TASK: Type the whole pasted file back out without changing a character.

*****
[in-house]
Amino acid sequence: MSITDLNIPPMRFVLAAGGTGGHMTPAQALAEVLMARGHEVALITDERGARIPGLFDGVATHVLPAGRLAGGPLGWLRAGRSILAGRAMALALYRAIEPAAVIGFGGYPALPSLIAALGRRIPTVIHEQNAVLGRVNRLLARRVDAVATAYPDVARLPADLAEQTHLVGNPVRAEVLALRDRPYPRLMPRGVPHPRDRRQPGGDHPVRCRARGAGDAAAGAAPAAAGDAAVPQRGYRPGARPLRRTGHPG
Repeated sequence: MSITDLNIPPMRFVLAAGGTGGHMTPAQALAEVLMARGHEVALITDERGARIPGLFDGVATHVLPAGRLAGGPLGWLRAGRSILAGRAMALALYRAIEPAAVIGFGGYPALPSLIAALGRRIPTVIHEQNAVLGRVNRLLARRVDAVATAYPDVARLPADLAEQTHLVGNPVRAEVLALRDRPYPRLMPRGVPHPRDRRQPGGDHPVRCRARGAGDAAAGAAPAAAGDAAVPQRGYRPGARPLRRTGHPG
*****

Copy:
[in-house]
Amino acid sequence: MSITDLNIPPMRFVLAAGGTGGHMTPAQALAEVLMARGHEVALITDERGARIPGLFDGVATHVLPAGRLAGGPLGWLRAGRSILAGRAMALALYRAIEPAAVIGFGGYPALPSLIAALGRRIPTVIHEQNAVLGRVNRLLARRVDAVATAYPDVARLPADLAEQTHLVGNPVRAEVLALRDRPYPRLMPRGVPHPRDRRQPGGDHPVRCRARGAGDAAAGAAPAAAGDAAVPQRGYRPGARPLRRTGHPG
Repeated sequence: MSITDLNIPPMRFVLAAGGTGGHMTPAQALAEVLMARGHEVALITDERGARIPGLFDGVATHVLPAGRLAGGPLGWLRAGRSILAGRAMALALYRAIEPAAVIGFGGYPALPSLIAALGRRIPTVIHEQNAVLGRVNRLLARRVDAVATAYPDVARLPADLAEQTHLVGNPVRAEVLALRDRPYPRLMPRGVPHPRDRRQPGGDHPVRCRARGAGDAAAGAAPAAAGDAAVPQRGYRPGARPLRRTGHPG